European regulators are becoming increasingly concerned about attempts by non-EU buyers to obtain control over suppliers of essential products – and healthcare products in particular. This Cleary Gottlieb memo says that the European Commission is urging member states to use existing foreign direct investment rules & introduce robust screening mechanisms where they don’t currently exist, in order to protect “critical health infrastructure, supply of critical inputs, and other critical sectors.” This excerpt summarizes the EC’s message:
The EC’s communication notes that the COVID-19 pandemic could give rise to “an increased risk of attempts to acquire healthcare capacities (for example for the productions of medical or protective equipment) or related industries such as research establishments (for instance developing vaccines) via foreign direct investment.” It further states that “vigilance is required to ensure that any such FDI does not have a harmful impact on the EU’s capacity to cover the health needs of its citizens.”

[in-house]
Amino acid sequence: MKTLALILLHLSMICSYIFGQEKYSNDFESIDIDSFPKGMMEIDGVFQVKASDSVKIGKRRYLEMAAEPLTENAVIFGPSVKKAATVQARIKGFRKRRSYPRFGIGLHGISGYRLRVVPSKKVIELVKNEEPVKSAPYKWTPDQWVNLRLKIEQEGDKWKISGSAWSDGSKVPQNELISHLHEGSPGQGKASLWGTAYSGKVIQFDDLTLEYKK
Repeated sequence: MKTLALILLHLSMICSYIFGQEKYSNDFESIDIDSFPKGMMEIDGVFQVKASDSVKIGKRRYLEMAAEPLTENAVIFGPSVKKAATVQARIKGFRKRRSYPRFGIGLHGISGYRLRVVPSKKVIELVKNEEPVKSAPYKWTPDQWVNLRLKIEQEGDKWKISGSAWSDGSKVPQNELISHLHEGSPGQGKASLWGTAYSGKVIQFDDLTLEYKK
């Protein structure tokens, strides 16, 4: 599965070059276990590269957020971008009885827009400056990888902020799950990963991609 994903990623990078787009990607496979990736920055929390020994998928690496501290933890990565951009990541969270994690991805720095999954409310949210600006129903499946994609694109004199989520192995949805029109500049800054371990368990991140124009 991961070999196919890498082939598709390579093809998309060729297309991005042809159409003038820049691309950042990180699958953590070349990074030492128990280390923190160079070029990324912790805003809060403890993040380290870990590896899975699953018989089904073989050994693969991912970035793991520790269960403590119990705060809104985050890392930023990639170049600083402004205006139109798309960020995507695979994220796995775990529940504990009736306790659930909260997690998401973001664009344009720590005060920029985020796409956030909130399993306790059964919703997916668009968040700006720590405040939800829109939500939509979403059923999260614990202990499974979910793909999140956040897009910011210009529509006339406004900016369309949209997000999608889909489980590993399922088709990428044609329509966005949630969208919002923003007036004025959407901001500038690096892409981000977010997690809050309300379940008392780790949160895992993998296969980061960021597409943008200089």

Because “acquisitions of healthcare-related assets would have an impact on the European Union as a whole,” the communication urges Member States that do not have screening mechanisms, and have not yet implemented the FDI Screening Regulation, “to set up a full-fledged screening system and in the meantime to use all other available options to address cases where the acquisition or control of a particular business, infrastructure or technology would create a risk to security or public order in the EU, including a risk to critical health infrastructures and supply of critical inputs.”
The memo also provides some details on the EU’s new FDI Screening Regulation, which will go into effect in October 2020. The EC’s communication to member states particular emphasis to the possibility of post-closing enforcement actions under a mechanism introduced by the FDI Screening Regulation.
– John Jenkins